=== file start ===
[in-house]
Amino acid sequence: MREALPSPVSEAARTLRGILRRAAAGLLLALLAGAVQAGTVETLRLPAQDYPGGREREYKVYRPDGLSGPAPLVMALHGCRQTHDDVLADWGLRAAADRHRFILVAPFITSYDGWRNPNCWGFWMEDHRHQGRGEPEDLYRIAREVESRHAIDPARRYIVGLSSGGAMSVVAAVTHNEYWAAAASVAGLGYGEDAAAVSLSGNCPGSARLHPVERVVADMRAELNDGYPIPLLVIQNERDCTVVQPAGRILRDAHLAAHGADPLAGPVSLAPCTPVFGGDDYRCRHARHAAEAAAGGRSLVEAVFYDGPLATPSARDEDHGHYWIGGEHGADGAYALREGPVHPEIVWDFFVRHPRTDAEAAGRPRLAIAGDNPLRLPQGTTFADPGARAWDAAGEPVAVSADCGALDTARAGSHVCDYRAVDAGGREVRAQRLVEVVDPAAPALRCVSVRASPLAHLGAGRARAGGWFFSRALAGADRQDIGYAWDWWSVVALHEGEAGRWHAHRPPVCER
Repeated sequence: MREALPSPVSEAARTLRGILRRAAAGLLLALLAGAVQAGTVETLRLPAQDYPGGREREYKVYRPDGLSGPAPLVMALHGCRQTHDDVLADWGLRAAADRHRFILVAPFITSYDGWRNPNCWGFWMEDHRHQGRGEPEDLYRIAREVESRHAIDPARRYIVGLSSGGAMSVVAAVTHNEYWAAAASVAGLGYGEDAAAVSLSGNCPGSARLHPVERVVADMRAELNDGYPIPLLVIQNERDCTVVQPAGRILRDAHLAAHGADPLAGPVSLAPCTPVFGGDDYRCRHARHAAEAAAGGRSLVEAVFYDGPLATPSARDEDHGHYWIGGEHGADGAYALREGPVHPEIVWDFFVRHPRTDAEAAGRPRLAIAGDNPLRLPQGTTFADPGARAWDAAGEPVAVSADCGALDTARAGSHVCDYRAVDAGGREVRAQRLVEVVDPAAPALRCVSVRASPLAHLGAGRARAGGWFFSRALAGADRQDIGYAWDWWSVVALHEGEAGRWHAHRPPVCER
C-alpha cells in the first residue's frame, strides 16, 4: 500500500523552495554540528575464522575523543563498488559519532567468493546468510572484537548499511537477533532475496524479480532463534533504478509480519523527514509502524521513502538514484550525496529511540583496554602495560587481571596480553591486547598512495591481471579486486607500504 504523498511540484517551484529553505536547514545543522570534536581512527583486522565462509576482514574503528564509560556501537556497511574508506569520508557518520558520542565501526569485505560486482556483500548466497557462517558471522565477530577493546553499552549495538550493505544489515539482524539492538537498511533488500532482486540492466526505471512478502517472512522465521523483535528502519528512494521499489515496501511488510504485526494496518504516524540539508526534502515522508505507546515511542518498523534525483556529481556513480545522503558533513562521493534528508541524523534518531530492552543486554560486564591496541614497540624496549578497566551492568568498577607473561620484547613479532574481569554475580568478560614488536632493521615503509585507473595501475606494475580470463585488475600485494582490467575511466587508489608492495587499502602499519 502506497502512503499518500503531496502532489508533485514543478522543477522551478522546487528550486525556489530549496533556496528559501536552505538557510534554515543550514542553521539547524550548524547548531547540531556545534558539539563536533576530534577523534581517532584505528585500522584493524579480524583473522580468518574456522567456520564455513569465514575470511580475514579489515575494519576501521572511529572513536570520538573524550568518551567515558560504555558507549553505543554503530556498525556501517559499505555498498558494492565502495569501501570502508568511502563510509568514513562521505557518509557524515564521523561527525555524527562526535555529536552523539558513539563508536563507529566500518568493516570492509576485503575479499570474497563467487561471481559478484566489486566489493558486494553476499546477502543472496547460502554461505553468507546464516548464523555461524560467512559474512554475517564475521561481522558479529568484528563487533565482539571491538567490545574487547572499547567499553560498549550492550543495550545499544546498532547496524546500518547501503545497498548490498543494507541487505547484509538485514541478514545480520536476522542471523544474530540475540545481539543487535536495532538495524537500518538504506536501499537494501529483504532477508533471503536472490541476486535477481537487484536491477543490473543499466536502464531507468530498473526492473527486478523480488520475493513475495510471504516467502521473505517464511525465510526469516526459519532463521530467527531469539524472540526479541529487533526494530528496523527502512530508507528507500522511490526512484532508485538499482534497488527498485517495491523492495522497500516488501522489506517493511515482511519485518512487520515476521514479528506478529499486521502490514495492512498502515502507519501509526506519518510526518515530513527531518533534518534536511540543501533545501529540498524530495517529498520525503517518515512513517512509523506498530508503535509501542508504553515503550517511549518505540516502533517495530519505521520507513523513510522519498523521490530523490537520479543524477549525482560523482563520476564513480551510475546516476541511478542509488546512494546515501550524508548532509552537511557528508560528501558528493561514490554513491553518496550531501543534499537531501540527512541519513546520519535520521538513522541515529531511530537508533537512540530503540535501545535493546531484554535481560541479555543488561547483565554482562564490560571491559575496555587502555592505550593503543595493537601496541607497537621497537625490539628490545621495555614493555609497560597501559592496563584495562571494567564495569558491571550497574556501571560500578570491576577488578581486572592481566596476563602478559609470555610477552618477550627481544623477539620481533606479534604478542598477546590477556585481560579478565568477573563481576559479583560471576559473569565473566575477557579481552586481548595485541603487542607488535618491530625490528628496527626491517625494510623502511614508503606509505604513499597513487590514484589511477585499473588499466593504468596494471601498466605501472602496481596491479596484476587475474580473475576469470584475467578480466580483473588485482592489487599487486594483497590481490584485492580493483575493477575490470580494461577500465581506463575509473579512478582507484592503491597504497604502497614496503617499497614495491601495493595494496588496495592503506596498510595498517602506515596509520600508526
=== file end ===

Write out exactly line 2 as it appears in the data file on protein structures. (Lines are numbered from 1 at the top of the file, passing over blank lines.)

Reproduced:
Amino acid sequence: MREALPSPVSEAARTLRGILRRAAAGLLLALLAGAVQAGTVETLRLPAQDYPGGREREYKVYRPDGLSGPAPLVMALHGCRQTHDDVLADWGLRAAADRHRFILVAPFITSYDGWRNPNCWGFWMEDHRHQGRGEPEDLYRIAREVESRHAIDPARRYIVGLSSGGAMSVVAAVTHNEYWAAAASVAGLGYGEDAAAVSLSGNCPGSARLHPVERVVADMRAELNDGYPIPLLVIQNERDCTVVQPAGRILRDAHLAAHGADPLAGPVSLAPCTPVFGGDDYRCRHARHAAEAAAGGRSLVEAVFYDGPLATPSARDEDHGHYWIGGEHGADGAYALREGPVHPEIVWDFFVRHPRTDAEAAGRPRLAIAGDNPLRLPQGTTFADPGARAWDAAGEPVAVSADCGALDTARAGSHVCDYRAVDAGGREVRAQRLVEVVDPAAPALRCVSVRASPLAHLGAGRARAGGWFFSRALAGADRQDIGYAWDWWSVVALHEGEAGRWHAHRPPVCER